Progress toward the subsequent halving of the Bitcoin block reward has surpassed 60%, according to countdown statistics based on the typical block generation time of about ten minutes. Although the majority of halving countdown clocks use the ten-minute average, the countdown using the most recent block intervals, which are around 7:65 minutes, indicates that the halving could happen as early as 2023.
Faster Block Intervals Suggest Bitcoin Halving Could Happen in 2023
On October 5, 2022, when block height 757,214 was mined, the total hashrate of Bitcoin reached an all-time high (ATH) of 321.15 exahashes per second (EH/s). Block intervals have recently been much shorter and faster than the typical ten-minute average.
The difficulty is determined by how quickly the 2,016 blocks are found between difficulty adjustments, and the current block intervals indicate a significant difficulty jump is imminent. The hashrate has remained high up until this point, before the next difficulty increase, and block times are currently around 7:65 minutes.
Since October 7, 2022, the Bitcoin network has progressed more than 60% closer to the next reward halving.
On or about October 10, 2022, the next mining difficulty retarget is planned to take place. Block rewards could very well be halved according to the protocol in 2023 if block times continue to be faster than usual even after the retarget. According to data from bitcoinsensus.com, the halving might occur on or about December 19, 2023, at a block interval of 7:65 minutes.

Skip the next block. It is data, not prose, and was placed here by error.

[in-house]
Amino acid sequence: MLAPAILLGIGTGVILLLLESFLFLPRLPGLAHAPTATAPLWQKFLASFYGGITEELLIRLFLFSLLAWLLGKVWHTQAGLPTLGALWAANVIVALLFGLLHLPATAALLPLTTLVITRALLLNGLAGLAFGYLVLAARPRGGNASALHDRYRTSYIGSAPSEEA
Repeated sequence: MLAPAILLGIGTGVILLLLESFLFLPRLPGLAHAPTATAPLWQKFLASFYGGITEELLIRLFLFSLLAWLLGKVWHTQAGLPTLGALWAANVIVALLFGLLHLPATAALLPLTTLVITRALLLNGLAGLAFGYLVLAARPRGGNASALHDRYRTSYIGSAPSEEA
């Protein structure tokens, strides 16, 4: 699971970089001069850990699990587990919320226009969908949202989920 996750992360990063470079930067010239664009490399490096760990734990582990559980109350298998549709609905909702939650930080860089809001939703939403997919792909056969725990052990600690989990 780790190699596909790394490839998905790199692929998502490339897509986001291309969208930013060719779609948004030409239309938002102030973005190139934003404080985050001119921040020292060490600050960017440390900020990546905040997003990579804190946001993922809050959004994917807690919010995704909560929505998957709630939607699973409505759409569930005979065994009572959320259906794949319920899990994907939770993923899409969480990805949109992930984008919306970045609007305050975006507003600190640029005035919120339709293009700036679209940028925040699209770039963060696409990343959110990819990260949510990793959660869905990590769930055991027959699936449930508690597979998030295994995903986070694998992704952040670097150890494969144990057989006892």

Bitcoinsensus.com further shows the halving time based on the average ten-minute rule which shows the halving will occur on May 1, 2024. Most countdown calculators apply the average ten-minute rule, and other data points suggest the halving could occur on April 20, 2024.
Either way, the progress toward the next halving is still more than 60% complete, and when it occurs, bitcoin miner rewards will be reduced from 6.25 BTC to 3.125 BTC post halving. Despite the high speed now, miners could easily slow down after the meaningful difficulty increase on October 10 is recorded and if BTC prices remain low.
This, in turn, would push the halving date back to the 2024 range and after all, there’s still well over a year’s worth of BTC block subsidies to mine. A lot can change. According to a recent blog post from Blocksbridge Consulting, the difficulty change and low price range could give bitcoin miners a headache from loss of profits.
“Bitcoin’s daily mining revenue per PH/s is currently around $80. If the difficulty rises 13% on Monday and bitcoin’s price stays at $19.5K, the daily revenue would decrease to $70 per (petahash) PH/s,” Blocksbridge Consulting’s Miner Weekly issue #17 notes. “That would cause mining companies to mine at all-time low revenues on a daily basis, even lower than what we saw during the summer following the May 2020 halving.”
The blog post adds:
Unless bitcoin’s price breaks the $20,000 barrier, those who employ older-generation machines or have bloated mining operations will face an even tougher time ahead.
Viabtc’s Viawallet halving metrics show that eight blockchains are expected to see reward halvings or what’s known as “reward reductions.” Dash expects a reward reduction on June 20, 2023, as rewards will shrink from 2.76 DASH to 2.56 DASH. Other reduction events and reward halvings will stem from blockchains that include BCH, BSV, LTC, ETC, ZEC, and ZEN.